Life After Ovarian Cancer Treatment
Life is forever changed following a cancer diagnosis. Cancer can impact every aspect of your life – your health and wellbeing, sense of meaning and purpose, assumptions about the future as well as relationships. It may bring immediate and unfamiliar challenges or a feeling of isolation. You may have difficulty in trusting your own body to stay cancer-free. On the other hand, you may find a renewed focus and an inner drive to make the most of your life. Many people need help to navigate through the mixed emotions that occur after treatment.
The period of time after treatment has finished is sometimes called Life After Cancer. This term isn’t the only one people use. Some people like the word Survivorship, others prefer terms such as Life following treatment or Life after treatment. Importantly, in whichever way you describe the time following treatment it can be a time of relief and renewed hope, a time of worrying about recurrence, or uncertainty as to how you’ll get back to doing some of the things you did before diagnosis.
Things to remember:
The emotional and physical impacts of what you have been through influences your experience of the everyday as well as your vision of the future.
It’s normal to not necessarily want to pick up where you left off at work or study.
You may wish to undertake and engage with more meaningful activities.
Give yourself plenty of time to continue to physically recover from treatment.
Learn about what level of health monitoring is reasonable and when to check concerns with your GP.
Fears around checkups and scans are normal and they will ease off over time.
Get other people’s perspectives about life after cancer – talk to other survivors by joining online or face to face support groups.
Life is unlikely to return to the way it was before diagnosis due the impact of diagnosis and treatment, along with the everchanging nature of ourselves and life in general. How you deal with getting back into life will be influenced by many things, such as:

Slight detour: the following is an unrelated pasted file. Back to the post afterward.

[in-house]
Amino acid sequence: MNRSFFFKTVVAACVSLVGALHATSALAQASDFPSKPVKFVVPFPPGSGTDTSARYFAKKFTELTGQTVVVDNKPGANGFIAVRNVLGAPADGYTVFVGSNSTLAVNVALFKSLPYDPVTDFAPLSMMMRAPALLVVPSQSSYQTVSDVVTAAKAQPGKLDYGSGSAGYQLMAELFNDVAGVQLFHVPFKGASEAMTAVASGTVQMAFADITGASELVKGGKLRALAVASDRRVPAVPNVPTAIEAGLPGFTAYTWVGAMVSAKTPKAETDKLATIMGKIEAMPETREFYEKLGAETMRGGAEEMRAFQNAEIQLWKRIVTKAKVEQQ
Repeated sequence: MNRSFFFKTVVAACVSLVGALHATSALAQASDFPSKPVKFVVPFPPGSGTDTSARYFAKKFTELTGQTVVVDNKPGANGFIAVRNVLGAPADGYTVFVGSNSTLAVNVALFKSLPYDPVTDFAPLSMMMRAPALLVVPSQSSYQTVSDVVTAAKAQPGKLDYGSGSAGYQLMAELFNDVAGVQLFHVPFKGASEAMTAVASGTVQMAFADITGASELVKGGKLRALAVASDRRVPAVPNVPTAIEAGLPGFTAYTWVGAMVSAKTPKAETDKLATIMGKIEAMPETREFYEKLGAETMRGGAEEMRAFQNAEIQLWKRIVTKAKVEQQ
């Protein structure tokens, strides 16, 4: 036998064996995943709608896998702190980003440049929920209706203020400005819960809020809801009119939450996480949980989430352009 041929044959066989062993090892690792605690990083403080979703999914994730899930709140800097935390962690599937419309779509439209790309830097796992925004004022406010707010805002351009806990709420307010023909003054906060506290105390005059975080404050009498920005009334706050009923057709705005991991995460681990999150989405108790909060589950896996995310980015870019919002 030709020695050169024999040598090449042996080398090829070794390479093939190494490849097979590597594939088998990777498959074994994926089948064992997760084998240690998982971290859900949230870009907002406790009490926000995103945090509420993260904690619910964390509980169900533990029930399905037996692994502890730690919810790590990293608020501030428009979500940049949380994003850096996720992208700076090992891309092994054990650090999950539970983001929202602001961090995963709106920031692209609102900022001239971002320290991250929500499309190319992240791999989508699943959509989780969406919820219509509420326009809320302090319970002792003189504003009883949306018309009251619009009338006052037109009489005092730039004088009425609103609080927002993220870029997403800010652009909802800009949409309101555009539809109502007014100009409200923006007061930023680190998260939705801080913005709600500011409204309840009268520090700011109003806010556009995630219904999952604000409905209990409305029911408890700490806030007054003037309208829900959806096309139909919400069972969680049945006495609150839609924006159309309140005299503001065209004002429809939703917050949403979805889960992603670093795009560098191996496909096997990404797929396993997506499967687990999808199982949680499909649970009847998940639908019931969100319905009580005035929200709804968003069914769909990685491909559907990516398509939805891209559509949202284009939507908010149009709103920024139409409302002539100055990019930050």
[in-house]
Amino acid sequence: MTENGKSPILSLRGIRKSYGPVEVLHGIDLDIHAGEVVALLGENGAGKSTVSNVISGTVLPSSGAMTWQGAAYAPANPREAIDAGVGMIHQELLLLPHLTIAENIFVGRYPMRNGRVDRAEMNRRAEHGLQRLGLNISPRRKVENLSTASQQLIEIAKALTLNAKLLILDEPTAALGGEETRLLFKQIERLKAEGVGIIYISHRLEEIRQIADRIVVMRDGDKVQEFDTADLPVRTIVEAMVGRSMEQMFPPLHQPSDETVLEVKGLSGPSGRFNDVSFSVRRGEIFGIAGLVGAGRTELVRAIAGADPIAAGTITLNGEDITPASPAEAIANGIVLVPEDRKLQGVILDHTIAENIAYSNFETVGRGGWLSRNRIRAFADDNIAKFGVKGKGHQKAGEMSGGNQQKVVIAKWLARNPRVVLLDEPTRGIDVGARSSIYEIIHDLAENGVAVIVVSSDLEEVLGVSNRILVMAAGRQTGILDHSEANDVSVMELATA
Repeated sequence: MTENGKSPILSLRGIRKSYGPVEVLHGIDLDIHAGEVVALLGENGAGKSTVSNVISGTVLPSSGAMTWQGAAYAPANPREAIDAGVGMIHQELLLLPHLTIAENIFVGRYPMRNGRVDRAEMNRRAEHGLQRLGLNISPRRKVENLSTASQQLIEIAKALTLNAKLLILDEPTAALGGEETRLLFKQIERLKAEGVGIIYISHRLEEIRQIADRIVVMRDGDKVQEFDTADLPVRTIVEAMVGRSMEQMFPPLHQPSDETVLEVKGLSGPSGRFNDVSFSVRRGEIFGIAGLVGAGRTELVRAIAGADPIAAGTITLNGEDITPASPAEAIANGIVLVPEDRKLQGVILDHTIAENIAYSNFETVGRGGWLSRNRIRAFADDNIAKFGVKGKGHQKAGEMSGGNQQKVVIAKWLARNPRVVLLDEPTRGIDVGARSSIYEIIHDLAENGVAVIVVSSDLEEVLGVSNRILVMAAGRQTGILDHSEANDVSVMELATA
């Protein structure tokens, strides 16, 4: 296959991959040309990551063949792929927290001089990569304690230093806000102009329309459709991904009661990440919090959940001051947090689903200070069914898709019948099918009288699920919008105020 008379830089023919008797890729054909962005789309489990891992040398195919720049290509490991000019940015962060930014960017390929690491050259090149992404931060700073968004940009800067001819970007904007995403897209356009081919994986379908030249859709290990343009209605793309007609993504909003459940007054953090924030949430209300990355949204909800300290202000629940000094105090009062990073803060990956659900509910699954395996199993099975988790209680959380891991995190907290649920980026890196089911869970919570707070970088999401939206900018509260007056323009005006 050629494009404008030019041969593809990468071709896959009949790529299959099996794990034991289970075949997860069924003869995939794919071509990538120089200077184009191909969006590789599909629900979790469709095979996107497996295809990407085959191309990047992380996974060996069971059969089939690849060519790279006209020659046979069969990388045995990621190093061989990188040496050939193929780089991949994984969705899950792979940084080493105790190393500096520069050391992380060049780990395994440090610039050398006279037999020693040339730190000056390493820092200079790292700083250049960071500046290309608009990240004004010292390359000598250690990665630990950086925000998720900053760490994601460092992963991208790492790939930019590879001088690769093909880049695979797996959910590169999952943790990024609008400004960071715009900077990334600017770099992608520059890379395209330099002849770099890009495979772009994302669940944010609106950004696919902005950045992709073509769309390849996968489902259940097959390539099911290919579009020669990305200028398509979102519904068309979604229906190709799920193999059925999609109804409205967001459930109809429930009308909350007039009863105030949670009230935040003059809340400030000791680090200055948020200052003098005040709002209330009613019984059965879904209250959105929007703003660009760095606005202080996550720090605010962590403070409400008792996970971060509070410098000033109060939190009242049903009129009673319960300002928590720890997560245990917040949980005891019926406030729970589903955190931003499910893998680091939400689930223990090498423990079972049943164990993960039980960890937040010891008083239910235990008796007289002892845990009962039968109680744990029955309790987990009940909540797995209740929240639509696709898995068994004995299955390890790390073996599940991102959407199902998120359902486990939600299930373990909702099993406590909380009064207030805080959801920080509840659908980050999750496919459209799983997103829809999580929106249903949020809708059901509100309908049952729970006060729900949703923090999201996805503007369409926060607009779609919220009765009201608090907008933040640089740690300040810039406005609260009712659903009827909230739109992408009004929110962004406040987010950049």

the shock and the emotional impact of diagnosis
ongoing fatigue caused by surgery and treatment
your cultural beliefs of disease
your past experience of trauma or grief
Sometimes people say their cancer changed their life for the better. It is a process of evolution – evolving into a different person. Moving from an almost 100% focus on cancer and treatment can make you feel like there is a big void in your life. Re-engaging with enjoyable aspects of your life, or discovering new joys, can help fill that void.
It is always worthwhile to seek help from allied health professionals and organisations that support people affected by cancer. Some of the ways they can help are:
managing fears of recurrence and health concerns
improving physical capacity and nutritional health
resetting personal and career goals
developing a return-to-work plan
easing financial pressures
Where to get support
Ovarian Cancer Australia's Teal Support Program is available to those impacted by ovarian cancer at any stage including at diagnosis, during treatment and follow-up. You may find that you would like support more now than before, and that is very normal.
Cancer Council 13 11 20
Peter Mac - Australian Cancer Survivorship Centre
Can We - Have a list of support services and resources for LGBTQ communities
Dietitians Australia - https://dietitiansaustralia.org.au/
Exercise and Sports Science Australia - https://www.essa.org.au/